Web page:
The ICIS Power Index Q2 2017 analysis shows that three months of UK energy price declines came to an end last quarter. Unusually, gas and power prices decoupled, indicating coal may have a role to play in UK power generation for some time yet which could pave the way for power price spikes
London, UK, 18th July 2017 – UK wholesale energy price declines ran out of steam in Q2 2017 following a solid three months of falls that began at the start of the year. The stabilisation was the result of buyers being drawn back into the market to take advantage of prices having fallen, while pound-euro currency fluctuations also played into the market’s valuations.
The ICIS Power Index (IPI) average over Q2 2017 was £42.732 per megawatt hour (MWh), down 6.5% quarter on quarter, mainly due to the trend of losses running well into the start of Q2. Gas for delivery over the next year was down 6.2%.
Amid the stabilisation, an unusual trend was seen as wholesale gas and electricity prices decoupled with electricity maintaining more of its value than gas, which meant an increase in future profit margins for gas-fired power plants.
This happened because coal plants were called on to meet demand at times early in the summer. This reminded the market that coal-fired power plants will still be required in future to meet consumption, to the extent that they may often act as the ‘price setting’ fuel type. “According to forward markets, the UK’s gas-fired power plants will be cheaper to run in coming years than coal. This means they will be switched on and be more likely to run twenty-four hours a day,” said ICIS power markets editor Jamie Stewart.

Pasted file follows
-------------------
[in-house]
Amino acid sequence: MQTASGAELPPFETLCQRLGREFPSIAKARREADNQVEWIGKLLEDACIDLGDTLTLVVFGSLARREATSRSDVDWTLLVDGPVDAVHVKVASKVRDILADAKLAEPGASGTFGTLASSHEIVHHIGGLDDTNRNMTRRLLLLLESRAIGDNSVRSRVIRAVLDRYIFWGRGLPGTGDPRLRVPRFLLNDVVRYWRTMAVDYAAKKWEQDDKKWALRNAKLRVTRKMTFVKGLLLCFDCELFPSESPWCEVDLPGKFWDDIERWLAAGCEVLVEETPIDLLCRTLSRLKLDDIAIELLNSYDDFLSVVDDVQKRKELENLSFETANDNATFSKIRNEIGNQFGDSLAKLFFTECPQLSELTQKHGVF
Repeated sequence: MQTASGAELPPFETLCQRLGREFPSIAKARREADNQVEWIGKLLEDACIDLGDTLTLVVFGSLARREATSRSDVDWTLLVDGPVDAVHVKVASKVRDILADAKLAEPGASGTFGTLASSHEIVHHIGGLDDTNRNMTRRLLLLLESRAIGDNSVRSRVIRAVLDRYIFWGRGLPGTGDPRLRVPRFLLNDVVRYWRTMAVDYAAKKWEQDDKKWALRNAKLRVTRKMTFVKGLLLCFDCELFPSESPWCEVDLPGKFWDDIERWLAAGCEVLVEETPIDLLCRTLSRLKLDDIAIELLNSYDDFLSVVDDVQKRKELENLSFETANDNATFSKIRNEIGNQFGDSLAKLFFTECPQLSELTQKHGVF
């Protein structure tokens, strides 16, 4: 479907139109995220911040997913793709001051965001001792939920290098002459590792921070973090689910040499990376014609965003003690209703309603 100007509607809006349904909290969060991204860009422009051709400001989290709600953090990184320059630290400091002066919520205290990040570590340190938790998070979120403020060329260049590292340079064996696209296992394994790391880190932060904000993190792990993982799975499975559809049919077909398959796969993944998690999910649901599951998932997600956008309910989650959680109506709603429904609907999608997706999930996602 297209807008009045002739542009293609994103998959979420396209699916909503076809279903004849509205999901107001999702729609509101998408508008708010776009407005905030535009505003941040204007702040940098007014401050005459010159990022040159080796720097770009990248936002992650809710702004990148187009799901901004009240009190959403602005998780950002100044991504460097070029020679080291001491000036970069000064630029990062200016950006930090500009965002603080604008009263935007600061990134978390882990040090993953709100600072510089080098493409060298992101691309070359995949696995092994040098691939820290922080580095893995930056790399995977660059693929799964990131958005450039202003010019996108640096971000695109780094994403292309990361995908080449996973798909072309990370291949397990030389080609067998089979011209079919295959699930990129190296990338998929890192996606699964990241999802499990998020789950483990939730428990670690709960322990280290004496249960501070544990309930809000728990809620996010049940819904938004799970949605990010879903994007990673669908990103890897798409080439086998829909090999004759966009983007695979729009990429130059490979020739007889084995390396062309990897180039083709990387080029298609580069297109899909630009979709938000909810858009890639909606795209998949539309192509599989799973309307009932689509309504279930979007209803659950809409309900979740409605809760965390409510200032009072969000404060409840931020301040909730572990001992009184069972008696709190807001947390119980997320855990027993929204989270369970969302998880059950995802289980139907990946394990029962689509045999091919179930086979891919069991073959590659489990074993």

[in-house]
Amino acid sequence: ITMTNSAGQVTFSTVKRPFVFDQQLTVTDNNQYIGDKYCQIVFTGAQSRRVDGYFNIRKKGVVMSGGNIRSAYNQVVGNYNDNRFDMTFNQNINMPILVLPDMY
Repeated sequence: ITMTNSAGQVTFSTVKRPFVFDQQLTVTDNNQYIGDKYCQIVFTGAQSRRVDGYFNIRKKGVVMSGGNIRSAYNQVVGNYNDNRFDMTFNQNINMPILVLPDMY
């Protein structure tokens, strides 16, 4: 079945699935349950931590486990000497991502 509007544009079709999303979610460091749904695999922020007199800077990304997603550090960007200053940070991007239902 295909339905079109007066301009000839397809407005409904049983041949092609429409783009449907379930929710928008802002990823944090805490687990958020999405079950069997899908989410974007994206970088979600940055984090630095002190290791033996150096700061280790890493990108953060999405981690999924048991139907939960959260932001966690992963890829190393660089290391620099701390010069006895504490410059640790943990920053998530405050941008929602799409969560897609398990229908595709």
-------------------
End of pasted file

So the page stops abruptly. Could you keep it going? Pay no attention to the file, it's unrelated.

“Coal plants will be fired up only when necessary to meet demand. But this does mean the price of electricity at that time will need to reflect the cost of turning on those aging, expensive coal plants. And, with global coal prices at a high for 2017, that could in turn mean large, albeit brief, power price spikes over the months ahead.”
This comes despite coal having been steadily phased out of the UK’s power generation mix to the point that, in April, the country went 24 hours without switching on a coal-fired plant for the first time in 130 years.
The IPI delivers independent insight into the complex world of wholesale power prices for both households and industrial electricity consumers, based on real market trading. The IPI is updated every working day and is freely available from the ICIS website, along with ICIS’ quarterly analysis of price trends and volumes.
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